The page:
What follows below is the text for my final daily diary entry for the BBC World Service radio show “The World Today“. The audio link for this show can be found here, and includes a response from one of my counterparts in Gaza, Mr. Omar Sha’ban, an economist and father who lives in central Gaza.
This is Liza Rosenberg, keeping an audio diary for the World Today. When I tell Israelis that I’ve been keeping this daily diary for a BBC World Service radio show, I’m often met with a pleading response to “explain that Israel had to do this. Explain to everyone how we didn’t have a choice.” While I would be lying if I didn’t say that there are definitely some Israelis who are celebrating what’s been happening in Gaza, most of the people who I’ve spoken to do not feel that way, feeling instead that Israel did not have a choice.
As we entered this conflict, many Israelis were genuinely puzzled by the fact that no one else seemed to understand why we felt this way. Part of me has felt this way also, which I imagine you may have gathered from the diary entries I’ve shared with you since early last week. I’ve been having these terrible feelings of frustration as this conflict has dragged on, being tugged back and forth by events that have happened – Hamas’ cynical use of its civilian population, questioning Israel’s ethics when it fired on a school. I’ve had feelings of sadness as I dealt with a loss of innocence of sorts, as my four year-old son learned that there are bad people who shoot rockets at schools, and his belief that if I were to buy him a sword, he would be able to defeat the bad guys.
There have been times that I felt were incredibly important, times when I had an opportunity to shape my son’s thoughts and wanted so badly to ensure that he understood. When he told me that his teacher explained that there are good Arabs and bad Arabs, I responded by reminding him that there are good people and bad people, and that it doesn’t matter where they’re from or if they’re somehow different from us. I tell him that in Gaza, there are little boys just like him, little girls, mommies and daddies, that they are good people, and that they are probably very scared right now.
As this will probably be my last daily diary entry, I was asked by my editors if I would be willing to conduct a joint interview with my counterparts in Gaza. I thought about it, but felt that I couldn’t go through with it. What could I possibly say that wouldn’t sound hollow and completely ridiculous in light of the fact that my country is destroying his? To say sorry would be so hopelessly inadequate in this situation, I think. I would feel ashamed, embarrassed, helpless. And they might take their anger out on me, which, though misplaced, would be understandable. Or perhaps they would be gracious, and that would be even more unbearable, because I would feel so horribly, horribly guilty. After all, as I sit here in Israel with all of these thoughts, all of these worries about what my son is understanding, these gentlemen are worrying about whether their families will survive another night in Gaza. I’m not personally responsible for anything that’s been happening down there, and I believe Hamas has to realize that there will be consequences to its actions. I want more than anything for there to be peace and quiet for my fellow Israelis in the south. Ideally, I want the same thing for the Palestinians in Gaza as well. As I formulate my words, news networks are reporting that Hamas has agreed to a one-year, renewable ceasefire, if Israel is prepared to meet certain conditions. And I wonder how we’ll ever find our way out of this mess that we Israelis and Palestinians have managed to create.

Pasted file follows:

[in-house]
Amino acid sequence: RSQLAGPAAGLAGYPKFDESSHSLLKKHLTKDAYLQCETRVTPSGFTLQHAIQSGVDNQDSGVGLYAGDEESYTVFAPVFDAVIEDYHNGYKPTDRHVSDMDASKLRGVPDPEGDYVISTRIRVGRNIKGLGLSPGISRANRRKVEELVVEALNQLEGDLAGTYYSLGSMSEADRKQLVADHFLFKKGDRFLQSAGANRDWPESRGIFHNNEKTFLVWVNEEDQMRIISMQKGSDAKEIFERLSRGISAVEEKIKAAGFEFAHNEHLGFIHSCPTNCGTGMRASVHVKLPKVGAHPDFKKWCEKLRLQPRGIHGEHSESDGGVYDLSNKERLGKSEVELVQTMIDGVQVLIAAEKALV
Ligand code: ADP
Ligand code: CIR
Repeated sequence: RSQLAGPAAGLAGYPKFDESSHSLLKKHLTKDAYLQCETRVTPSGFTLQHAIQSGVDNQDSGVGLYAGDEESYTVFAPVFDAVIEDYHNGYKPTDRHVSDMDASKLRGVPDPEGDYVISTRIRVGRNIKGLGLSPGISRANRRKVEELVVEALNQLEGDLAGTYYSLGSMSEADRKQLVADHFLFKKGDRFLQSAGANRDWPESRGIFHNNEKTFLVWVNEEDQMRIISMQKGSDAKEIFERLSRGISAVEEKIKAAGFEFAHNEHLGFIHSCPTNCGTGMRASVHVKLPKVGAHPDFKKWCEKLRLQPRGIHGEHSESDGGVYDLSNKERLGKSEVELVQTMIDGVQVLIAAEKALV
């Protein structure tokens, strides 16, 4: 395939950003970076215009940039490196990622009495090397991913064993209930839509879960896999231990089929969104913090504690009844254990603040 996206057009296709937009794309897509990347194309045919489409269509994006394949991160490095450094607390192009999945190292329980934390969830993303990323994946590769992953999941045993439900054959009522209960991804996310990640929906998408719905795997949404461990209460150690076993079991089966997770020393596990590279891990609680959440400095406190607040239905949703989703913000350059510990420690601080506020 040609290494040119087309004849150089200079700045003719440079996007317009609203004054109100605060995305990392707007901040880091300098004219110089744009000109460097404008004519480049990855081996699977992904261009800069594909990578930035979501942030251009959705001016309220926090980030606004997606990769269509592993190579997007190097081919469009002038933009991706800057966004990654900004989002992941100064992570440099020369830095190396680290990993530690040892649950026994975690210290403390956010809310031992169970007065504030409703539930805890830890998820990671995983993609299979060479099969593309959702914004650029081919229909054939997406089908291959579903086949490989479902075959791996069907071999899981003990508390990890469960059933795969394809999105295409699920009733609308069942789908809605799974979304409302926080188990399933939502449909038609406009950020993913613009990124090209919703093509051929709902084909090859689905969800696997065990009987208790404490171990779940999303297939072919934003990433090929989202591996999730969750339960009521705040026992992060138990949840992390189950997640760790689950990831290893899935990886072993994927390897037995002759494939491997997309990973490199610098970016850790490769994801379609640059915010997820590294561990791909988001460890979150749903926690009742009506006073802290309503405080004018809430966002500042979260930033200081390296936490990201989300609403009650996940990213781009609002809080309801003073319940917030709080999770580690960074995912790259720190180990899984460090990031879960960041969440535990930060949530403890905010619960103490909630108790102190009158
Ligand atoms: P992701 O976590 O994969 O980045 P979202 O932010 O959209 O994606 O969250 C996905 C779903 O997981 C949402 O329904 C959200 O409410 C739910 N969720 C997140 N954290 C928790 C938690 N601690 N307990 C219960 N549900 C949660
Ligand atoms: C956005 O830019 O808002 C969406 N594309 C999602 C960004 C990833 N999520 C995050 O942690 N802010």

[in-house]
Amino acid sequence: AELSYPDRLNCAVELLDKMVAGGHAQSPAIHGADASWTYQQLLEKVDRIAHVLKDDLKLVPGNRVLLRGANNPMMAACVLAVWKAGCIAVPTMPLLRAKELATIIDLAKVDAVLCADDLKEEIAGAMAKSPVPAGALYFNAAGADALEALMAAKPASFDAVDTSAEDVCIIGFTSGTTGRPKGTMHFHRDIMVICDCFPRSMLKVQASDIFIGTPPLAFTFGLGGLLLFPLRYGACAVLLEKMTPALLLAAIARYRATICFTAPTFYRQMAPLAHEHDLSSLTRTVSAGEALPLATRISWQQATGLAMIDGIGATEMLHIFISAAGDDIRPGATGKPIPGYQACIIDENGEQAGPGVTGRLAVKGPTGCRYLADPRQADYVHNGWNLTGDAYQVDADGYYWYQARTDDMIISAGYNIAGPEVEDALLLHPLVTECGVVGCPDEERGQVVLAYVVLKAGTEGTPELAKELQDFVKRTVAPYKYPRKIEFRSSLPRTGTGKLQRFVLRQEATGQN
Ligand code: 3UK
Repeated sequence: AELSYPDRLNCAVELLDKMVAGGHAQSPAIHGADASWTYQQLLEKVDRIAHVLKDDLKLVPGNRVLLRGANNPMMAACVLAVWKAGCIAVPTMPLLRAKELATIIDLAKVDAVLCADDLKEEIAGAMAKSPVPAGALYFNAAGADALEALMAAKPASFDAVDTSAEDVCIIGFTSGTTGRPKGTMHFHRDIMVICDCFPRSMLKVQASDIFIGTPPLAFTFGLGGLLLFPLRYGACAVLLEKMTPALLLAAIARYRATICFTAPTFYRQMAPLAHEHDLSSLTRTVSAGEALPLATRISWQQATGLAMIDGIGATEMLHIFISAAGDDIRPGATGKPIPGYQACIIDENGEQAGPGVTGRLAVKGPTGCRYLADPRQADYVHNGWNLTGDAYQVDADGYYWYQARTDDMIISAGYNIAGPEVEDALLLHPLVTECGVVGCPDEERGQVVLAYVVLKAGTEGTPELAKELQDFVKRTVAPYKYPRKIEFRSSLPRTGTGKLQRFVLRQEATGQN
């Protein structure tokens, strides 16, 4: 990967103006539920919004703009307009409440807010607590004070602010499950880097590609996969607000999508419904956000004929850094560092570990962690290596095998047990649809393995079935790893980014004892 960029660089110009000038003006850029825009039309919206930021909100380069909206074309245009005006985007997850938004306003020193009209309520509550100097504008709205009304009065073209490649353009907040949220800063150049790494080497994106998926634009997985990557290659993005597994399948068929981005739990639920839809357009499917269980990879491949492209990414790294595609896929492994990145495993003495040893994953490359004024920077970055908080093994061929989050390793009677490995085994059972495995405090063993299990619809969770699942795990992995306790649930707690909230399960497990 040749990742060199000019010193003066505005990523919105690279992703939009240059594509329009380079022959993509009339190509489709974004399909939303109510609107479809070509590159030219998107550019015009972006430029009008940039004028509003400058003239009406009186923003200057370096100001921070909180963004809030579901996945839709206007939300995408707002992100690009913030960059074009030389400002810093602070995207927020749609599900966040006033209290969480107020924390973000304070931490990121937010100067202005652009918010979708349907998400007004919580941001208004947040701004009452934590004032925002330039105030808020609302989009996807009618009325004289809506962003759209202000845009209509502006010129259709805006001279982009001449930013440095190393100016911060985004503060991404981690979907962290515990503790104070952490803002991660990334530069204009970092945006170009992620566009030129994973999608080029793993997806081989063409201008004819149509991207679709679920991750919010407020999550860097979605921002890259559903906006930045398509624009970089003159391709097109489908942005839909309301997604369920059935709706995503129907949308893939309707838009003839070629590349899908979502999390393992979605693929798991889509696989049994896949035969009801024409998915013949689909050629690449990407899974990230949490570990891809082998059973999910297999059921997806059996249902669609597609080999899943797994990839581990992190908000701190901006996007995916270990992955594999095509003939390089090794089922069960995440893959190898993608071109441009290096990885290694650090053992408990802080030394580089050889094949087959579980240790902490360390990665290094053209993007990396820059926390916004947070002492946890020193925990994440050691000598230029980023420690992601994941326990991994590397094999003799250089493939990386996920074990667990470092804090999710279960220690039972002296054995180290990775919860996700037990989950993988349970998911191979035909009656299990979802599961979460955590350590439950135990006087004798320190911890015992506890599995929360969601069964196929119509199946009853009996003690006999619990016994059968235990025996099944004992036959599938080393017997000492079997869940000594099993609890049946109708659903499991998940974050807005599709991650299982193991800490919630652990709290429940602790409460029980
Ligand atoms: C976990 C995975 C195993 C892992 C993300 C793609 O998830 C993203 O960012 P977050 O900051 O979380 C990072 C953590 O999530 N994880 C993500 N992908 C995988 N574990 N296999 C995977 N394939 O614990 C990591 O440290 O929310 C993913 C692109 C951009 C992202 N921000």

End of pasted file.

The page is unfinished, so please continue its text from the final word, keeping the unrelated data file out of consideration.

Thank you for listening.
This essay was written specifically for the BBC World Service.
This entry was posted in BBC, Conflict, Current Events, Daily life, Family, Politics, Regional, Self-Reflection, War and tagged BBC World Service, children, Conflict, Current Events, Gaza, Hamas, Israel, Omar Sha'ban, Palestinians, parenting, Politics, rockets, The World Today, War by Liza Rosenberg